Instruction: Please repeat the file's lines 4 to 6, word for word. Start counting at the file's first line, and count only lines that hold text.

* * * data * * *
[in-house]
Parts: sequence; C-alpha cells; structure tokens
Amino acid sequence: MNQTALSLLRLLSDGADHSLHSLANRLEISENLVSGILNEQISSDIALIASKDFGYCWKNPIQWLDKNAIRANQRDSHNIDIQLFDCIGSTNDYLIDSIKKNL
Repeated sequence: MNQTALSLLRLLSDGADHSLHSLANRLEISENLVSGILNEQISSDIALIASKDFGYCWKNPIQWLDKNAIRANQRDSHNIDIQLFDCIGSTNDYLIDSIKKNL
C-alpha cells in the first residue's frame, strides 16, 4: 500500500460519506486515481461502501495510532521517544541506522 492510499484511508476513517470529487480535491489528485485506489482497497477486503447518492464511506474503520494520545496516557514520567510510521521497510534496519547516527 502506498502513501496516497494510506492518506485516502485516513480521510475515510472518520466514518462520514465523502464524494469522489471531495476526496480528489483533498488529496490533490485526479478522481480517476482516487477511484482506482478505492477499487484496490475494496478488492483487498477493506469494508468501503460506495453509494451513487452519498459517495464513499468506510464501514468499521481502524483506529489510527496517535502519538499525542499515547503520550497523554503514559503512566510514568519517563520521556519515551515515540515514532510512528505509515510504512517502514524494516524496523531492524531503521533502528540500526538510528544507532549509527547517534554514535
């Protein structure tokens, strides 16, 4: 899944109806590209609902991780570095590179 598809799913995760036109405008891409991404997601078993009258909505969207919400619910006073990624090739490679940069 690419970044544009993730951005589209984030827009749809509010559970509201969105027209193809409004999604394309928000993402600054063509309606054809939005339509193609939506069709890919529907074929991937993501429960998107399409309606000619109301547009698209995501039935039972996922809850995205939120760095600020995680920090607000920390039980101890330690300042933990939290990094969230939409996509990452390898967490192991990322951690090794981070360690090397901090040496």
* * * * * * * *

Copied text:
Repeated sequence: MNQTALSLLRLLSDGADHSLHSLANRLEISENLVSGILNEQISSDIALIASKDFGYCWKNPIQWLDKNAIRANQRDSHNIDIQLFDCIGSTNDYLIDSIKKNL
C-alpha cells in the first residue's frame, strides 16, 4: 500500500460519506486515481461502501495510532521517544541506522 492510499484511508476513517470529487480535491489528485485506489482497497477486503447518492464511506474503520494520545496516557514520567510510521521497510534496519547516527 502506498502513501496516497494510506492518506485516502485516513480521510475515510472518520466514518462520514465523502464524494469522489471531495476526496480528489483533498488529496490533490485526479478522481480517476482516487477511484482506482478505492477499487484496490475494496478488492483487498477493506469494508468501503460506495453509494451513487452519498459517495464513499468506510464501514468499521481502524483506529489510527496517535502519538499525542499515547503520550497523554503514559503512566510514568519517563520521556519515551515515540515514532510512528505509515510504512517502514524494516524496523531492524531503521533502528540500526538510528544507532549509527547517534554514535
């Protein structure tokens, strides 16, 4: 899944109806590209609902991780570095590179 598809799913995760036109405008891409991404997601078993009258909505969207919400619910006073990624090739490679940069 690419970044544009993730951005589209984030827009749809509010559970509201969105027209193809409004999604394309928000993402600054063509309606054809939005339509193609939506069709890919529907074929991937993501429960998107399409309606000619109301547009698209995501039935039972996922809850995205939120760095600020995680920090607000920390039980101890330690300042933990939290990094969230939409996509990452390898967490192991990322951690090794981070360690090397901090040496």